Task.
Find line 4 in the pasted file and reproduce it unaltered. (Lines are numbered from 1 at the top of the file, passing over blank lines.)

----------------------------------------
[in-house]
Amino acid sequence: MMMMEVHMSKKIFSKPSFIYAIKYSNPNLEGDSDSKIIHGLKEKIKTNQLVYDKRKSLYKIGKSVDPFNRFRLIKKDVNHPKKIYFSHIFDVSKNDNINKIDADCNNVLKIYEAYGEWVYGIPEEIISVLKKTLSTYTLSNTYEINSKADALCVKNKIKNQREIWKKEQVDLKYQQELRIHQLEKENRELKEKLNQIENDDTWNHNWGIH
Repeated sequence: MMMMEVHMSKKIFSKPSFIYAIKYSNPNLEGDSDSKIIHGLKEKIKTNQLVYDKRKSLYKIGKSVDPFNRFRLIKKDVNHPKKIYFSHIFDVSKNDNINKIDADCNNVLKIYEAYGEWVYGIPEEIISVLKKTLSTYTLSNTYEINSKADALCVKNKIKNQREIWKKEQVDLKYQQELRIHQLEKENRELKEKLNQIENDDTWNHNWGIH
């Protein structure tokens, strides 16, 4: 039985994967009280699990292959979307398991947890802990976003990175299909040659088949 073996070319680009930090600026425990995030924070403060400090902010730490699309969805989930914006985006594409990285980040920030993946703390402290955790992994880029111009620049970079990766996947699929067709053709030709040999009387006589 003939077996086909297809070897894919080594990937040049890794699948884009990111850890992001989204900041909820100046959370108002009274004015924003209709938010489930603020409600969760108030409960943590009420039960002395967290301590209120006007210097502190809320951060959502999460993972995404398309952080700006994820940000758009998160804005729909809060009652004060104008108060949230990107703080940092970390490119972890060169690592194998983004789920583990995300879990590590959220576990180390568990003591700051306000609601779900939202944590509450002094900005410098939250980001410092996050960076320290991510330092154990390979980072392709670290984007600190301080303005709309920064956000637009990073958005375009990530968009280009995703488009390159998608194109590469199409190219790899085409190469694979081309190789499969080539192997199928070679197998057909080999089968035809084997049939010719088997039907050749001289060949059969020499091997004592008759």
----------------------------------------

């Protein structure tokens, strides 16, 4: 039985994967009280699990292959979307398991947890802990976003990175299909040659088949 073996070319680009930090600026425990995030924070403060400090902010730490699309969805989930914006985006594409990285980040920030993946703390402290955790992994880029111009620049970079990766996947699929067709053709030709040999009387006589 003939077996086909297809070897894919080594990937040049890794699948884009990111850890992001989204900041909820100046959370108002009274004015924003209709938010489930603020409600969760108030409960943590009420039960002395967290301590209120006007210097502190809320951060959502999460993972995404398309952080700006994820940000758009998160804005729909809060009652004060104008108060949230990107703080940092970390490119972890060169690592194998983004789920583990995300879990590590959220576990180390568990003591700051306000609601779900939202944590509450002094900005410098939250980001410092996050960076320290991510330092154990390979980072392709670290984007600190301080303005709309920064956000637009990073958005375009990530968009280009995703488009390159998608194109590469199409190219790899085409190469694979081309190789499969080539192997199928070679197998057909080999089968035809084997049939010719088997039907050749001289060949059969020499091997004592008759």